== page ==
Overall, the above discussed translational regulatory mechanisms of ANG indicate the dual ability of ANG to promote as well as repress the global protein synthesis. Thus, ANG has emerged as a double-edged sword of translational regulation.

4. RNH1 in Translational Regulation

4.1. Regulation of Translation by RNH1-40S Ribosomal Interaction

Higher vertebrate specific expression of RNH1 forced molecular biologists to rely on in vitro cell culture experiments to study RNH1 functions, as genetically amenable lower model organisms lack RNH1 gene. Thus, the majority of studies focused on ribonuclease inhibitor activity of RNH1 based on its binding with nucleases or claimed it as an oxidation sensor based on its cysteine residues. The first strong in vivo evidence of RNH1 mediated translation regulation came from RNH1-knockout mice (RNH1-KO) [11]. RNH1-KO mice died in utero due to impaired development of hematopoietic system and anemia. Analysis of RNH1-KO mouse embryos revealed significantly reduced GATA1 protein levels without any change in total GATA1 mRNAs levels. Additionally, GATA1 mRNAs were found to be specifically depleted in RNH1-KO polysome fractions. Further, polysome profiling from yolk sac cells as well as human erythroleukemia K562 cell-line indicated decreased polysomes in RNH1-KO cells [11]. This hints the possible role of RNH1 in global as well as gene specific translation regulation. RNH1 might also contribute to the polysome stabilization on specific mRNAs (Figure 1C). RNH1 probably maintains the integrity of the polysomes because of the fact that polysome structure is highly sensitive to the small concentrations of RNases [37] and also due to the evidence of presence of RNH1 in polysome fractions [11] (Figure 1F). Another possibility is that RNH1 involved in initiation complex formation or/and stabilization as it was found to be strongly associated with 40S subunits [11]. However, how RNH1 achieves this mRNA specificity and what are the other targets of RNH1, are still open questions. Indeed, presence of RNH1 in ribo-proteome [38] and in vivo evidence of GATA1 mRNA translation regulation, further make it a strong candidate for ribosomal heterogeneity and transcript-specific translation.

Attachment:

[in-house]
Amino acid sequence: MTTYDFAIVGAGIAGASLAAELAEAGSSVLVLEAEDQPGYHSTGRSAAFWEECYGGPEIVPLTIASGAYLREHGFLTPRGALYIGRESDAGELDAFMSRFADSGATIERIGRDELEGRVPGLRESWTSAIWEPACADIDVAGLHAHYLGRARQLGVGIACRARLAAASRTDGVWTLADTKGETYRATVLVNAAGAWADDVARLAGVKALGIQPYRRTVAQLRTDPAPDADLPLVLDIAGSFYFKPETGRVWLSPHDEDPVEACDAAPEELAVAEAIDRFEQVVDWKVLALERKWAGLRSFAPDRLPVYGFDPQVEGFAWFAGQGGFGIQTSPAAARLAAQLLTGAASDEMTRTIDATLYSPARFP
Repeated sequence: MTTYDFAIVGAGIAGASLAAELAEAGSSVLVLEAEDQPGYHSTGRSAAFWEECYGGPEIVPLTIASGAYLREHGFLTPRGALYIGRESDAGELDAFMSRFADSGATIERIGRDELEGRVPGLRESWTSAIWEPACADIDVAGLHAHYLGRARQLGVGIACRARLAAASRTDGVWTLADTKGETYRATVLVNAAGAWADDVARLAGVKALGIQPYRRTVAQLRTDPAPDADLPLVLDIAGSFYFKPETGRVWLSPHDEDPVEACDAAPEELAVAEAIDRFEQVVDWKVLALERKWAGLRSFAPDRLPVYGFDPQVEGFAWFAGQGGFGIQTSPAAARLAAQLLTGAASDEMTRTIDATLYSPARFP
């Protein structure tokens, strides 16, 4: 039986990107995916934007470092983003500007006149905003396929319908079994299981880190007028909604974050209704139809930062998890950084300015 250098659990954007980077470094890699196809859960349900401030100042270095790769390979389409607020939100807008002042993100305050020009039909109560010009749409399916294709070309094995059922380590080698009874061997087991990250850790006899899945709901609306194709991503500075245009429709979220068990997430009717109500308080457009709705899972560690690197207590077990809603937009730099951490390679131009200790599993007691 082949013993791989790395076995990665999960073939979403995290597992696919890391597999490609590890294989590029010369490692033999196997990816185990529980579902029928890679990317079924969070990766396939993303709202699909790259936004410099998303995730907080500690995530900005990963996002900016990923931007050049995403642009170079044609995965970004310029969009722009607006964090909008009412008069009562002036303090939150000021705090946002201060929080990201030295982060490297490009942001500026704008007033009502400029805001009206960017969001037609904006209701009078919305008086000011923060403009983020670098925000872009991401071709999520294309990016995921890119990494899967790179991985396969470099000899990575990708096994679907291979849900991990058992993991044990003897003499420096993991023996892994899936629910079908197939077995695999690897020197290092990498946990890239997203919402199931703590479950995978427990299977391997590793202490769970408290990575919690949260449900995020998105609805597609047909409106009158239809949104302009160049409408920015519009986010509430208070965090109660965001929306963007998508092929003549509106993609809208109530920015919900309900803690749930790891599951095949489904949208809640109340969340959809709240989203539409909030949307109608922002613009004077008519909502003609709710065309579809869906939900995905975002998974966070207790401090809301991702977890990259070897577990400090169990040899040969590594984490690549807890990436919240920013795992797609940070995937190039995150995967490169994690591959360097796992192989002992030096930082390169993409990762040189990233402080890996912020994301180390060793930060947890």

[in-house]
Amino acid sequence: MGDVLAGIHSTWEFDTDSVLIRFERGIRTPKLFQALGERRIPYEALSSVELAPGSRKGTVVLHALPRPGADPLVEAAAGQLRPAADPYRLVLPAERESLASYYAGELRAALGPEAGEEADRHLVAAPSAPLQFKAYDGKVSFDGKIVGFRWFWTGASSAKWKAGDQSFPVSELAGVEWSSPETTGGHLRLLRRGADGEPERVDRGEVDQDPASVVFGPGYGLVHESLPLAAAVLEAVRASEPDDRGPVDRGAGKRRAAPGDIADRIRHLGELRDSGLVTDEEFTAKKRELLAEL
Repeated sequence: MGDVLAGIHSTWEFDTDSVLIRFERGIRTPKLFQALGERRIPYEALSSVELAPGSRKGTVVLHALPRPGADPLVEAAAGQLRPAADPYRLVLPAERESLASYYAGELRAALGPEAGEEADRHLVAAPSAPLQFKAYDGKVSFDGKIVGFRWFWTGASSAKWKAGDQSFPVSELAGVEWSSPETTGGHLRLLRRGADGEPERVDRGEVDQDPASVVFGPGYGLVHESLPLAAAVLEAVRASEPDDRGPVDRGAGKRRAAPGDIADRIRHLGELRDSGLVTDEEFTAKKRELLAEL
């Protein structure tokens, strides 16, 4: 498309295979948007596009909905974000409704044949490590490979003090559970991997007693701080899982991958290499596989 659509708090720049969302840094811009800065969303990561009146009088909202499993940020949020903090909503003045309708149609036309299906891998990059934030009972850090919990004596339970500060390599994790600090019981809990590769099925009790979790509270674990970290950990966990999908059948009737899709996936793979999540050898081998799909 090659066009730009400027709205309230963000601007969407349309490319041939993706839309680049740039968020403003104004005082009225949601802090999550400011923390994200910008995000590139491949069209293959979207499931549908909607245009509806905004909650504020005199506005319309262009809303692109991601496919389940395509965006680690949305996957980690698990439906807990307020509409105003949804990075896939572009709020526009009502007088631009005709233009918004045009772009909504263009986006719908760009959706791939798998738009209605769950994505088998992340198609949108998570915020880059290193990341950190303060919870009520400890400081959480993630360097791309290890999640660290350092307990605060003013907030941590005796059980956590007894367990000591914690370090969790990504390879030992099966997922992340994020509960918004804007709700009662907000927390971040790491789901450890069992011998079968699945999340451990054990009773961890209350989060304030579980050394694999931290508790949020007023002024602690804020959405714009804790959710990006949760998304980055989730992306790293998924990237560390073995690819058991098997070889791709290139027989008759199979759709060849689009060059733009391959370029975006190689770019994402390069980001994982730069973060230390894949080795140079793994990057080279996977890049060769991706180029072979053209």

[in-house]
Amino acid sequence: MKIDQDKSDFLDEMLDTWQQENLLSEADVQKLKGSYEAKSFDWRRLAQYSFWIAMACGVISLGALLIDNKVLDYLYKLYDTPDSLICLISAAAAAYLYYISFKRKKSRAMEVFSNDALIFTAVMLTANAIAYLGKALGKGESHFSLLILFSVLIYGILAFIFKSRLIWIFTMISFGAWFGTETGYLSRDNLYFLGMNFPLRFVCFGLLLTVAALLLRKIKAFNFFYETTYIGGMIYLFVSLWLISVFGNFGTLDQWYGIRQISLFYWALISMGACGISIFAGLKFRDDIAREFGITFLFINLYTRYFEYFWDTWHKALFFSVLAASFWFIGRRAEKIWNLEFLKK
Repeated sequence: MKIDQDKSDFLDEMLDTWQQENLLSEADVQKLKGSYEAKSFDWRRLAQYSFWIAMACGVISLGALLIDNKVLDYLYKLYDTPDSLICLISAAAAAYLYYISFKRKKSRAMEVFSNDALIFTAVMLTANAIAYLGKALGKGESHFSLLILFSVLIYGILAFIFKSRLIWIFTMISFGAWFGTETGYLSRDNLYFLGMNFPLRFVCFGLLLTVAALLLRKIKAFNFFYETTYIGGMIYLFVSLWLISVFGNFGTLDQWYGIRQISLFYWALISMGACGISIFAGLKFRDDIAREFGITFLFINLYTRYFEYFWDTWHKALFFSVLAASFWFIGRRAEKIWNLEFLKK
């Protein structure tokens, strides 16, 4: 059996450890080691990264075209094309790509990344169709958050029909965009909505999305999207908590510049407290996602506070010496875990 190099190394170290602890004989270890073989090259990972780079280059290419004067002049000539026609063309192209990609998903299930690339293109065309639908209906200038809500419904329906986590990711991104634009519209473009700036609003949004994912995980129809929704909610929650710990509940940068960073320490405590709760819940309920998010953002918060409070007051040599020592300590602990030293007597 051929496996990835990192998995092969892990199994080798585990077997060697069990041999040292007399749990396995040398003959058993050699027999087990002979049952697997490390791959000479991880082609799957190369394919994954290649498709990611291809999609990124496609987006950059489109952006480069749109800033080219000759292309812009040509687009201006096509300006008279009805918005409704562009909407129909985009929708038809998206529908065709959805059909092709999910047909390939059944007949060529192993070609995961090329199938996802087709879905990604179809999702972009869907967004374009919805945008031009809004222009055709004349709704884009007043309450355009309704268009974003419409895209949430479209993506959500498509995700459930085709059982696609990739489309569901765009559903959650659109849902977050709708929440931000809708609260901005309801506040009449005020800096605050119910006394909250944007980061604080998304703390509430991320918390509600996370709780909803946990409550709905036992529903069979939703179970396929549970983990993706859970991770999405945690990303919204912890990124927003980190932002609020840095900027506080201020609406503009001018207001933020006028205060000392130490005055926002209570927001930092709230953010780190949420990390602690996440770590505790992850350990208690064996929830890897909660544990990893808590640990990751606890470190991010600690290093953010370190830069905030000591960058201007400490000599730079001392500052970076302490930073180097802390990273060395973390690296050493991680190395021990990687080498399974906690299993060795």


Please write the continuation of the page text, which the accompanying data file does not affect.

4.2. Regulation of Translation by RNH1-Mediated MicroRNA Control